2000 Kim Dae-jung
(3 December 1925 – 18 August 2009)
of South Korea from 1998 to 2003, and the 2000 Nobel Peace Prize
recipient. A Roman Catholic
since 1957, he has been called the "Nelson Mandela
for his long-standing opposition to authoritarian rule.
The son of a middle-class farmer, Kim was born in Mokpo
in what was then the Jeolla
province; the city is now in South Jeolla
province. Kim graduated from Mokpo Commercial High School in 1943 at the top of the class. After working as a clerk for a Japanese-owned shipping company during the Japanese occupation of Korea, he became its owner and became very rich. Kim escaped Communist capture during the Korean War
Kim first entered politics in 1954 during the administration of Korea's first president, Syngman Rhee
. Although he was elected as a representative for the National Assembly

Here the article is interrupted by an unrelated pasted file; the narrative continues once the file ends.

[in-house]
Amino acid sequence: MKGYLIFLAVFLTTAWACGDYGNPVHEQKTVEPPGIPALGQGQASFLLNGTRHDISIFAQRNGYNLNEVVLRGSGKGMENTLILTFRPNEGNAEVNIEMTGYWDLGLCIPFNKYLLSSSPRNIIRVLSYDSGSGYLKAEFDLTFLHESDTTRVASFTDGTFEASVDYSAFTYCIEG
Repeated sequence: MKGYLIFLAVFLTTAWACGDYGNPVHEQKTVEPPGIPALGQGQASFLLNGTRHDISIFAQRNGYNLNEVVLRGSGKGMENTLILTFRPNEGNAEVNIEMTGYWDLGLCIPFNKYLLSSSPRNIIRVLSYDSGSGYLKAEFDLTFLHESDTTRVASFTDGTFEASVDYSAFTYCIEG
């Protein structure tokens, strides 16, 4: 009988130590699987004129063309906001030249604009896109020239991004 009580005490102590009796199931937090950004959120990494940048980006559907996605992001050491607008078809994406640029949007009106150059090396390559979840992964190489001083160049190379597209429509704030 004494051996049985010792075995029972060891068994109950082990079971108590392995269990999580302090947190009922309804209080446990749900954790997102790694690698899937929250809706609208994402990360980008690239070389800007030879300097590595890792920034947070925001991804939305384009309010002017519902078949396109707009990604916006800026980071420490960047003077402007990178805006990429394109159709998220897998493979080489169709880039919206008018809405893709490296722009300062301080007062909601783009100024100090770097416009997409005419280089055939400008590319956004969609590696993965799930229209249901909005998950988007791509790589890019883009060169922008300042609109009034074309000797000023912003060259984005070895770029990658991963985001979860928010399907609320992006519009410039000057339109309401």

in 1961, a military coup led by Park Chung-hee
, who later assumed dictatorial
powers, voided the elections.
He was able to win a seat in the House in the subsequent elections in 1963 and 1967 and went on to become an eminent opposition leader. As such, he was the natural opposition candidate for the country's presidential election in 1971. He nearly defeated Park, despite several handicaps on his candidacy which were imposed by the ruling regime.
A very talented orator, Kim could command unwavering loyalty among his supporters. His staunchest support came from the Jeolla
region, where he reliably garnered upwards of 95% of the popular vote, a record that has remained unsurpassed in South Korean politics.